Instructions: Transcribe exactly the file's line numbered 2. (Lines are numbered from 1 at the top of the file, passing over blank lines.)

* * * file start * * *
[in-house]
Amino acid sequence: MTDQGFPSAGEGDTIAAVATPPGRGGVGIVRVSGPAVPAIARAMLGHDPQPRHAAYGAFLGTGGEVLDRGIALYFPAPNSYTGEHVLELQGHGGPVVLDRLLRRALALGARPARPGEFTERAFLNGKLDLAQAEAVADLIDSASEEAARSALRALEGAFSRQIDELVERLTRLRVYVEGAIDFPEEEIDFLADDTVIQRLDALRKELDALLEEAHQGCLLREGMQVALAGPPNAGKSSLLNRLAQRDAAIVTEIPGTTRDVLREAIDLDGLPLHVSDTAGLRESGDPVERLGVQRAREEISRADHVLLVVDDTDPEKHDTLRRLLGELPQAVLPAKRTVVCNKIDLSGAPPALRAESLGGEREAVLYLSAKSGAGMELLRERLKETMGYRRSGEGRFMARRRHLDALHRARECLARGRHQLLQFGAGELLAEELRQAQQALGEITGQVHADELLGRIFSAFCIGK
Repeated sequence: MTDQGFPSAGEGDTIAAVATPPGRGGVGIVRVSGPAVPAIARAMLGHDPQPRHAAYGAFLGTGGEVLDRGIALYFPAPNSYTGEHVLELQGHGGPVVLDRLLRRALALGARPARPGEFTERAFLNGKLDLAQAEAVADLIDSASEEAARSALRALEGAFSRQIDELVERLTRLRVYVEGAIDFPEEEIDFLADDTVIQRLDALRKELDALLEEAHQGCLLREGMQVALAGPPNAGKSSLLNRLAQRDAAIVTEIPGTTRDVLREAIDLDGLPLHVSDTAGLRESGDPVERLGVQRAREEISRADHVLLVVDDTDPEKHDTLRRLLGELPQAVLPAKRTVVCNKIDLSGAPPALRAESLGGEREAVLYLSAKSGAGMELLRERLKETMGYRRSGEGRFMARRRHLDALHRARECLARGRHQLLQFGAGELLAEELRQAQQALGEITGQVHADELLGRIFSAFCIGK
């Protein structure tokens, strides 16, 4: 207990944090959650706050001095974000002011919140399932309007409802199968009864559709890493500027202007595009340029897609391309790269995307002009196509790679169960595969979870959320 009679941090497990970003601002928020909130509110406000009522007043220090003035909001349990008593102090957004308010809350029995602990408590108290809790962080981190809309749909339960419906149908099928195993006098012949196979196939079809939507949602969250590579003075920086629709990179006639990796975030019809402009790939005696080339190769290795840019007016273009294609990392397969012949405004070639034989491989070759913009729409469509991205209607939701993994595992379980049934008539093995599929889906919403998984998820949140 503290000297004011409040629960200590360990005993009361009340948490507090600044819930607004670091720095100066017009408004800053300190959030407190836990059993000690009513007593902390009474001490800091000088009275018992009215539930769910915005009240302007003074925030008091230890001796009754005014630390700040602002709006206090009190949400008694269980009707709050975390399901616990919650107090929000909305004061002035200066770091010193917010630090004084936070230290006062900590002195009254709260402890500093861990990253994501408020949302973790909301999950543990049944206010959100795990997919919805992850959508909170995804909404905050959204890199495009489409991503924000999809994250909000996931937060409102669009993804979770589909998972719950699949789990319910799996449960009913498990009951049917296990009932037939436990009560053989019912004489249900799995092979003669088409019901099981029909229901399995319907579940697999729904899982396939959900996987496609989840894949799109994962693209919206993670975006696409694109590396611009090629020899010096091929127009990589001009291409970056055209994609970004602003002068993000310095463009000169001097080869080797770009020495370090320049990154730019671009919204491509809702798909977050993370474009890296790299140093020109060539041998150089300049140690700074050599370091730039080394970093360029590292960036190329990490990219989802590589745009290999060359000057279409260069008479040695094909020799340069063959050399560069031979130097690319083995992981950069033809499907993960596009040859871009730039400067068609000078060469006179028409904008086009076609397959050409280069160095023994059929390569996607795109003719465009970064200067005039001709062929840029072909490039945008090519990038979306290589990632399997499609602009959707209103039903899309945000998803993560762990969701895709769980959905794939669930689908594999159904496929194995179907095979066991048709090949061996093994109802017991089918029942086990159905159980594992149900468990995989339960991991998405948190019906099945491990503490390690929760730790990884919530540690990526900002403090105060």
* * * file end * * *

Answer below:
Amino acid sequence: MTDQGFPSAGEGDTIAAVATPPGRGGVGIVRVSGPAVPAIARAMLGHDPQPRHAAYGAFLGTGGEVLDRGIALYFPAPNSYTGEHVLELQGHGGPVVLDRLLRRALALGARPARPGEFTERAFLNGKLDLAQAEAVADLIDSASEEAARSALRALEGAFSRQIDELVERLTRLRVYVEGAIDFPEEEIDFLADDTVIQRLDALRKELDALLEEAHQGCLLREGMQVALAGPPNAGKSSLLNRLAQRDAAIVTEIPGTTRDVLREAIDLDGLPLHVSDTAGLRESGDPVERLGVQRAREEISRADHVLLVVDDTDPEKHDTLRRLLGELPQAVLPAKRTVVCNKIDLSGAPPALRAESLGGEREAVLYLSAKSGAGMELLRERLKETMGYRRSGEGRFMARRRHLDALHRARECLARGRHQLLQFGAGELLAEELRQAQQALGEITGQVHADELLGRIFSAFCIGK